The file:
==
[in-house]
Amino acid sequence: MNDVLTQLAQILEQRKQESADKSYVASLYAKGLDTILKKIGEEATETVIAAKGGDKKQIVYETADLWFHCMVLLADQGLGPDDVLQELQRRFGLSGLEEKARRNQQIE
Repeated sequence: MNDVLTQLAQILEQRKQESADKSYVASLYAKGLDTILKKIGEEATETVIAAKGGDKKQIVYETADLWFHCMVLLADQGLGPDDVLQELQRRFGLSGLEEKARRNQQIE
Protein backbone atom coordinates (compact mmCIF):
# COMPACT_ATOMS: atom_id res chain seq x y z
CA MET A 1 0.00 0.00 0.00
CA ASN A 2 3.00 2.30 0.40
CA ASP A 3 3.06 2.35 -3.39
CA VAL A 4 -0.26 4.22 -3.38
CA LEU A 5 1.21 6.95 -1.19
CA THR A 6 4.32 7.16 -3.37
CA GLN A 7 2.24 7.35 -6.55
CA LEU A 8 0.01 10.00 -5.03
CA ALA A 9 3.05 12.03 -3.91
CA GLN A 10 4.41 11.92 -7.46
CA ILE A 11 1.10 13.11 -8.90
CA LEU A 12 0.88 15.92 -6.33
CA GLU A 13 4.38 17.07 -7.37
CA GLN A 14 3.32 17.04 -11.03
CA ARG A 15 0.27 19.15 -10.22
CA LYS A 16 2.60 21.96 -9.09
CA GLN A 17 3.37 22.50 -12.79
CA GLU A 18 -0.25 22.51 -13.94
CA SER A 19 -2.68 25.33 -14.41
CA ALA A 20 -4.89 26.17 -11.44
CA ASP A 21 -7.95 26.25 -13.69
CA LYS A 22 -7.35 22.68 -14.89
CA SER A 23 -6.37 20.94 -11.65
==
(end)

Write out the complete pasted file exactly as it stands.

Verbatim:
[in-house]
Amino acid sequence: MNDVLTQLAQILEQRKQESADKSYVASLYAKGLDTILKKIGEEATETVIAAKGGDKKQIVYETADLWFHCMVLLADQGLGPDDVLQELQRRFGLSGLEEKARRNQQIE
Repeated sequence: MNDVLTQLAQILEQRKQESADKSYVASLYAKGLDTILKKIGEEATETVIAAKGGDKKQIVYETADLWFHCMVLLADQGLGPDDVLQELQRRFGLSGLEEKARRNQQIE
Protein backbone atom coordinates (compact mmCIF):
# COMPACT_ATOMS: atom_id res chain seq x y z
CA MET A 1 0.00 0.00 0.00
CA ASN A 2 3.00 2.30 0.40
CA ASP A 3 3.06 2.35 -3.39
CA VAL A 4 -0.26 4.22 -3.38
CA LEU A 5 1.21 6.95 -1.19
CA THR A 6 4.32 7.16 -3.37
CA GLN A 7 2.24 7.35 -6.55
CA LEU A 8 0.01 10.00 -5.03
CA ALA A 9 3.05 12.03 -3.91
CA GLN A 10 4.41 11.92 -7.46
CA ILE A 11 1.10 13.11 -8.90
CA LEU A 12 0.88 15.92 -6.33
CA GLU A 13 4.38 17.07 -7.37
CA GLN A 14 3.32 17.04 -11.03
CA ARG A 15 0.27 19.15 -10.22
CA LYS A 16 2.60 21.96 -9.09
CA GLN A 17 3.37 22.50 -12.79
CA GLU A 18 -0.25 22.51 -13.94
CA SER A 19 -2.68 25.33 -14.41
CA ALA A 20 -4.89 26.17 -11.44
CA ASP A 21 -7.95 26.25 -13.69
CA LYS A 22 -7.35 22.68 -14.89
CA SER A 23 -6.37 20.94 -11.65